A memo from SFO Airport: See this typewriter exhibit

With all this talk about a ban on laptops and larger-than-smartphone electronic devices being from some airline cabins, consider for a moment the pre-computer age of the typewriter.

Courtesy SFO Museum

A fresh new exhibit at San Francisco International Airport, organized by the SFO Museum, traces the history of typewriters (remember those?) and typewriter technology, from early writing machines to modern portables.


courtesy SFO Museum

“A marvel of industrial engineering and ingenuity, it revolutionized communication and was an essential tool for countless writers. To comprehend the typewriter’s impact, consider a world where typing did not exist and handwriting was the main form of non-verbal communication.  The ease and speed of communication on paper increased dramatically when typewriters became available in the late 1800s. Typewriting was efficient, created clear and legible documents, and easily produced multiple copies using carbon paper,” the exhibition notes tell us.

Courtesy SFO Museum

The Typewriter: An Innovation in Writing is post-security in Terminal 2 at San Francisco International Airport through January 28, 2018.

Courtesy SFO Museum

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2 thoughts on “A memo from SFO Airport: See this typewriter exhibit

  1. Thanks so much for sharing this comment – and this perspective. All good points!!!

  2. Dr. Katherine Harris says:

    I just walked through the intriguing typewriter exhibit in SFO in Terminal 2. As a professor of these kinds of materials in the use of creative endeavors in the 19th century, I’m surprised at the failure of the curator(s) to recognize the gendered bias of the exhibit, especially considering the diversity of San Francisco:

    There’s a whole history of men as secretaries up until the widespread use of the typewriter in the late 19th century. The job of secretary then became feminine labor (because it was deemed “unintellectual”). Women were regularly employed as translators (because it wasn’t thought to be true “authorship”) until the mid-19th century. See a pattern here? And many of the male authors implemented use of the typewriter in their writing and revising process often with their wives interpreting (and thereby adding to) these manuscripts of “great works.” I’m surprised that this curator missed an opportunity to recognize the cultural and economic context of the typewriter beyond venerating yet again the white male literary canon and subtly advocating for women as laborers instead of creative geniuses, especially with the diversity of the Bay Area.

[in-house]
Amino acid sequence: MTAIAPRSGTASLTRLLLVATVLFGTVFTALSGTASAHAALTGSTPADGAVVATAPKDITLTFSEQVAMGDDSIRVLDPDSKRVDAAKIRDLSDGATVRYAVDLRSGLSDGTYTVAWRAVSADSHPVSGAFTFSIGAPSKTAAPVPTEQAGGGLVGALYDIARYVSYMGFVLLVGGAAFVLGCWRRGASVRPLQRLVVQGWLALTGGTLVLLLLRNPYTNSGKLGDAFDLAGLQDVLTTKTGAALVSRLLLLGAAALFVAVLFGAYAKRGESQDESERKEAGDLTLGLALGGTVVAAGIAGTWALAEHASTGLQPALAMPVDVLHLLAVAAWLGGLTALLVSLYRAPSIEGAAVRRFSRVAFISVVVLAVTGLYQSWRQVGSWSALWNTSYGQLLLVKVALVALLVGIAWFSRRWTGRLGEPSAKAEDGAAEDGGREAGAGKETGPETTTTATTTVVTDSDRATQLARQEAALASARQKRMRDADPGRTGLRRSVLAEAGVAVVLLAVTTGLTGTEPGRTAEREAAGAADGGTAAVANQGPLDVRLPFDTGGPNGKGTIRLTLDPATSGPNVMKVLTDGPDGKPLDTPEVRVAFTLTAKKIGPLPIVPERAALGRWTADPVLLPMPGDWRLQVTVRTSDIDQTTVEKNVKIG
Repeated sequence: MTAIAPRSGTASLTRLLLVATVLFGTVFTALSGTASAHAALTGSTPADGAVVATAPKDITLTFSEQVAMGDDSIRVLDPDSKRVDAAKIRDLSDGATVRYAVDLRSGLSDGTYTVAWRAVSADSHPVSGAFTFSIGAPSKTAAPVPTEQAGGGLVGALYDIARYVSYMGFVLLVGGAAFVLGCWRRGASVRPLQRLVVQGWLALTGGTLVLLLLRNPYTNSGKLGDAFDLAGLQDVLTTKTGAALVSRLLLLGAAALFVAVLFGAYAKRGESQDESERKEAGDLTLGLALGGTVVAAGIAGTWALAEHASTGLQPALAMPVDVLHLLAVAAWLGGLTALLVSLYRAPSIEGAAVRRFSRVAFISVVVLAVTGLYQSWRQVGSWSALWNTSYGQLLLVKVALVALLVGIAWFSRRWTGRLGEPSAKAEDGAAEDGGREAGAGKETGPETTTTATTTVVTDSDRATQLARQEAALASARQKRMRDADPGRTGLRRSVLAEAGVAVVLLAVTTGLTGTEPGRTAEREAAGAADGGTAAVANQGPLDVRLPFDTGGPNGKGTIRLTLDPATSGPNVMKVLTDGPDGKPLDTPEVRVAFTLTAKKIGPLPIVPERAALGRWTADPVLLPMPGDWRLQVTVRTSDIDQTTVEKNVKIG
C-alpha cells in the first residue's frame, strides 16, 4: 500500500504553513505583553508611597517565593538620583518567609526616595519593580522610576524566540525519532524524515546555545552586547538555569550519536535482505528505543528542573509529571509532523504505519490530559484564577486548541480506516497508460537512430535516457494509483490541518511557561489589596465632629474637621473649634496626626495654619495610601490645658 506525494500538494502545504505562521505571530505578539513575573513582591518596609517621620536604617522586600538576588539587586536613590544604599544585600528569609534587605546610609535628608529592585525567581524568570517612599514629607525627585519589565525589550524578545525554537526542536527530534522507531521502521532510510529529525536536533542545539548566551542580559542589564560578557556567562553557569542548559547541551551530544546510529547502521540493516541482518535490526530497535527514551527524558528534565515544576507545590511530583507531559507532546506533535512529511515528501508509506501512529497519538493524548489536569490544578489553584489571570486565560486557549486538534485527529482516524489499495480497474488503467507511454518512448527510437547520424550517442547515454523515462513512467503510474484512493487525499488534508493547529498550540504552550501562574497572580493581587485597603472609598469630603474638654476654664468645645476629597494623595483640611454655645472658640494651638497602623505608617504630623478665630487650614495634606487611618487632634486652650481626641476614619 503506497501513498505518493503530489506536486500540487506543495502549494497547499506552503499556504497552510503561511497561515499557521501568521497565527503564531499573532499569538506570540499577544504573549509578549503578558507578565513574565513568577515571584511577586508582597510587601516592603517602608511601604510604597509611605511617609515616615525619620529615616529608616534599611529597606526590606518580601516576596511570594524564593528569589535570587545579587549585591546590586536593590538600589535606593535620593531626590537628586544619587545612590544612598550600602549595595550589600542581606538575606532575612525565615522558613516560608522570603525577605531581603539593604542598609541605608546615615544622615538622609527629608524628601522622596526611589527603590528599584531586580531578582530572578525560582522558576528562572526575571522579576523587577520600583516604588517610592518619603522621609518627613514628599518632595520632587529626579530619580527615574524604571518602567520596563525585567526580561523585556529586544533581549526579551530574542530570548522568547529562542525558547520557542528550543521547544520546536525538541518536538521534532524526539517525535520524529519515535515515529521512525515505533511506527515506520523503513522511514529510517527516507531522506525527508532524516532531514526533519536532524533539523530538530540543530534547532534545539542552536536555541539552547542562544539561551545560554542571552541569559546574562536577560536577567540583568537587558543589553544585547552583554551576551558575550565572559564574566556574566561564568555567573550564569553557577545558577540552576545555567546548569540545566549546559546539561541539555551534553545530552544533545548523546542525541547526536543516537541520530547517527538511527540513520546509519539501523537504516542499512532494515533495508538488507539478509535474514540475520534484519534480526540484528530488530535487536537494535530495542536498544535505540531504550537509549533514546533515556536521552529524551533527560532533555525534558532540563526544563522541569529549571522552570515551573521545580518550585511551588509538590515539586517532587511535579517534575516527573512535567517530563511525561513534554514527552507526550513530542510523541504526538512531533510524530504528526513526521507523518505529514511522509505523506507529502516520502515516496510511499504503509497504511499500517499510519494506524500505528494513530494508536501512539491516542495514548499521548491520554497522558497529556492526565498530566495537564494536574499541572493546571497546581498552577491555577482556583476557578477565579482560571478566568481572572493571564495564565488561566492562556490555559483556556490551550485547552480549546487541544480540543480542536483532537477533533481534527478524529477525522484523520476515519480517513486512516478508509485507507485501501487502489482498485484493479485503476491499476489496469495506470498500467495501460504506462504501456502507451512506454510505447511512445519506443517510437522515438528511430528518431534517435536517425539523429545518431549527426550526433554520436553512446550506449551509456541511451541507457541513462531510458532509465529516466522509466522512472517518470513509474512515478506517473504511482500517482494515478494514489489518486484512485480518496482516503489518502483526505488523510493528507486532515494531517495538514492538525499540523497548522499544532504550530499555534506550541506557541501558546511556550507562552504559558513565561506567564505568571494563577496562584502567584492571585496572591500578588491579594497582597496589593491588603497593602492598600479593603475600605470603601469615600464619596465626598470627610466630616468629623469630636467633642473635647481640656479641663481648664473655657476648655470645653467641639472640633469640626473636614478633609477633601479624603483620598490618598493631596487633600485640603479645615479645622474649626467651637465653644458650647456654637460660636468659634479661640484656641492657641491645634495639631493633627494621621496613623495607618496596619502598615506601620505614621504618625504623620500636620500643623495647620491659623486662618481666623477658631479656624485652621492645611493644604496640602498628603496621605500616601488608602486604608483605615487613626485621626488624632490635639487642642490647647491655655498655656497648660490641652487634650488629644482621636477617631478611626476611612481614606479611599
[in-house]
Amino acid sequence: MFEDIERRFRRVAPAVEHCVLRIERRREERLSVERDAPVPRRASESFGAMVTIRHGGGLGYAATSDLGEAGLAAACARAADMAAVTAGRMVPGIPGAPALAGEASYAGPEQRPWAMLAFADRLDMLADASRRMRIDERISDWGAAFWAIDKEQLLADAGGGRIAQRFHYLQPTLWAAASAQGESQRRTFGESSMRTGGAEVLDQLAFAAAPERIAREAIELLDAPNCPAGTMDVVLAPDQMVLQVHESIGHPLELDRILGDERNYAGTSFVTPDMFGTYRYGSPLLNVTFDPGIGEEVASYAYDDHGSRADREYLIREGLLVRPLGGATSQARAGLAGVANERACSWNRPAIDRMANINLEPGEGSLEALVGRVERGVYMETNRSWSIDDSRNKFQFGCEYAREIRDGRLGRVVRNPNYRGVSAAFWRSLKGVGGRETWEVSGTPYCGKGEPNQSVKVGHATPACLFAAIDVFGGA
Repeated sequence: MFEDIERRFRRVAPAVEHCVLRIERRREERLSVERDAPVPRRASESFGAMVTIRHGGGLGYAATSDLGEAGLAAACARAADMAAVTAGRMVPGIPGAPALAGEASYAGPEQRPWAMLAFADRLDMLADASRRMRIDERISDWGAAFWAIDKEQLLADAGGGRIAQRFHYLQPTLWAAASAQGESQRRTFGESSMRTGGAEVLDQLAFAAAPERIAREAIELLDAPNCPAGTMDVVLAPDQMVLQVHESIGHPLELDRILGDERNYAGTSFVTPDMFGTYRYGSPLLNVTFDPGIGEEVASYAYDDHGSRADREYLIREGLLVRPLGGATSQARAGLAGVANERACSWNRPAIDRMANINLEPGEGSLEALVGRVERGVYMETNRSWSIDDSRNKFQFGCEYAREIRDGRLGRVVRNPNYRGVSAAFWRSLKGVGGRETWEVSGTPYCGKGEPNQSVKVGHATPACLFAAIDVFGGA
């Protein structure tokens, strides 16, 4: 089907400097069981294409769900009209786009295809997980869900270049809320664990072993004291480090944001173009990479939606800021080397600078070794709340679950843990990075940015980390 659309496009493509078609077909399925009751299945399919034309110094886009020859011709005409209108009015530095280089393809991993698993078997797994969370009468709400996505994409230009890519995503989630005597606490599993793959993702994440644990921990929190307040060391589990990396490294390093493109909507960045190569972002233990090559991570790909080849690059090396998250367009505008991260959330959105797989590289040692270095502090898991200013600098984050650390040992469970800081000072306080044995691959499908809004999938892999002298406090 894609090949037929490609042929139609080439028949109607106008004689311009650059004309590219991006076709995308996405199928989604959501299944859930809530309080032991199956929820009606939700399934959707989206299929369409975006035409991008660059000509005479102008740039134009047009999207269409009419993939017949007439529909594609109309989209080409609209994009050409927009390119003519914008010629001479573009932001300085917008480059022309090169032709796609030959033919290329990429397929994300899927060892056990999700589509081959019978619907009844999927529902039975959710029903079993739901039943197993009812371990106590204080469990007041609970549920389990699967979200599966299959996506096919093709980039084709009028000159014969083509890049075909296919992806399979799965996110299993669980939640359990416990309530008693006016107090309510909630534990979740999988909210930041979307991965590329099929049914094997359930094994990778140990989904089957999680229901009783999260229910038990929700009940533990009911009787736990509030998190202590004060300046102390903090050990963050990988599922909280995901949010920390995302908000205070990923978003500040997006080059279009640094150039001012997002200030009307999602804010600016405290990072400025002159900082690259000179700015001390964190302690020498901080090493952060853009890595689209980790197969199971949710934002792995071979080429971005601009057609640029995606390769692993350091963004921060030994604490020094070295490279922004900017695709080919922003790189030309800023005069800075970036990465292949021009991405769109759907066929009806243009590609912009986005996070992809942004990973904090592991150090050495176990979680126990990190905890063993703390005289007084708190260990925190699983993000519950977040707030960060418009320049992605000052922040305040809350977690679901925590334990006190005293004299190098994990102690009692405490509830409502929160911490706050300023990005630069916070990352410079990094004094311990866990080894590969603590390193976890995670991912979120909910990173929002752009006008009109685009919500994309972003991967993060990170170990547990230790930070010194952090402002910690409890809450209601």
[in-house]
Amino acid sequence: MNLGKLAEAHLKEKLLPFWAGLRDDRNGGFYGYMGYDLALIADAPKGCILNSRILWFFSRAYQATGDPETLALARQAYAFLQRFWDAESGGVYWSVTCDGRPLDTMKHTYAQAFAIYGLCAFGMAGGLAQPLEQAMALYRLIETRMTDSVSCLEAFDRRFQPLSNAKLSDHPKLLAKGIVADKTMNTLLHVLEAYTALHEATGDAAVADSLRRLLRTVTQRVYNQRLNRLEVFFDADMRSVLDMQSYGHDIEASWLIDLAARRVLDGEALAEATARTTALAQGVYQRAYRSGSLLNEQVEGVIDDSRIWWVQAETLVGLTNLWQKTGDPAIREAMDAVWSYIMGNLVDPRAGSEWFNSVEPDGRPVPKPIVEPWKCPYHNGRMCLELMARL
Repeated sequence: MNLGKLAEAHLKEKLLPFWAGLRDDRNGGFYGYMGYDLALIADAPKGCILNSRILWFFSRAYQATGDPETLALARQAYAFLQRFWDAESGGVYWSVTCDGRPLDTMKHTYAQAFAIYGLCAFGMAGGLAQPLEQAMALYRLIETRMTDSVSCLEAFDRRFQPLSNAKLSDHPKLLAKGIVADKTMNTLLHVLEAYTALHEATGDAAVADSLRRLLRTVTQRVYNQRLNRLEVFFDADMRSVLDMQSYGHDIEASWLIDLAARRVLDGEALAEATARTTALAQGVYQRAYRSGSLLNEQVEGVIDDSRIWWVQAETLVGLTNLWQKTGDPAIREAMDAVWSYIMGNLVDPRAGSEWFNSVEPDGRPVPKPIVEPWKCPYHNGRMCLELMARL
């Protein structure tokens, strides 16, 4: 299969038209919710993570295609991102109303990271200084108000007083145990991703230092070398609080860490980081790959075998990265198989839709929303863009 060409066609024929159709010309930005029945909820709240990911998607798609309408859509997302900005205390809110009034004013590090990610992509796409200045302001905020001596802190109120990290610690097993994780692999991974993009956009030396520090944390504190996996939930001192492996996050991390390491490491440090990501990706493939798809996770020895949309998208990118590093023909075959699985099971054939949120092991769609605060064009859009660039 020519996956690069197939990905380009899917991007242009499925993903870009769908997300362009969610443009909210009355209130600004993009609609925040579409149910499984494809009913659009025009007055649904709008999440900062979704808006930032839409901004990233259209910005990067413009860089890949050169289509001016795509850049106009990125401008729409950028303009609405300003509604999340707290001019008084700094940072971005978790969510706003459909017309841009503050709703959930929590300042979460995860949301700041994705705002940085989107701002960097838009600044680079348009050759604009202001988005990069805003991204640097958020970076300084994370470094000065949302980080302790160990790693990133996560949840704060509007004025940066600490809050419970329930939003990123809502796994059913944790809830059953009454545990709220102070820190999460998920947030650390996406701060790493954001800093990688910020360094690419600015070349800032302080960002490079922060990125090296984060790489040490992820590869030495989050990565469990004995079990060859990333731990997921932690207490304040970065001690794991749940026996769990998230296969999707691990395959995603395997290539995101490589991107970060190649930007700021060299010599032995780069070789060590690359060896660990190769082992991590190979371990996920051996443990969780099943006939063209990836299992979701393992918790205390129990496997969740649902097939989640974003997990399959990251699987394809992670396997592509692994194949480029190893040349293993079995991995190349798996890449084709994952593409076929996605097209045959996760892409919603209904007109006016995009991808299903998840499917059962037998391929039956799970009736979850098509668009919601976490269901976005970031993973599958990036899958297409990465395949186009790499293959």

I would hope that this note goes to the proper person. It’s important to demonstrate to anyone who views the exhibit to understand the diverse economic and cultural ramifications of the typewriter on male and female positions within the distribution of information and literature.

    Imagine this: a little girl walks by the exhibit, sees all of the 19th-century photographs of women using typewriters, walked to the front glass cases only to read that the sole typewriters and quotes of authors/creative types are by white men. The women use the typewriters but aren’t venerated for their creativity? So, women are laborers only. Can you imagine what this says to any little girl? (And, if you don’t think that that happens, you miss an opportunity to shift the narrative in our topsy turvy world of white, male privilege at this very moment.)

    I would hope that the SFO curators are attuned to their own biases in this exhibit and work towards not making this mistake again.

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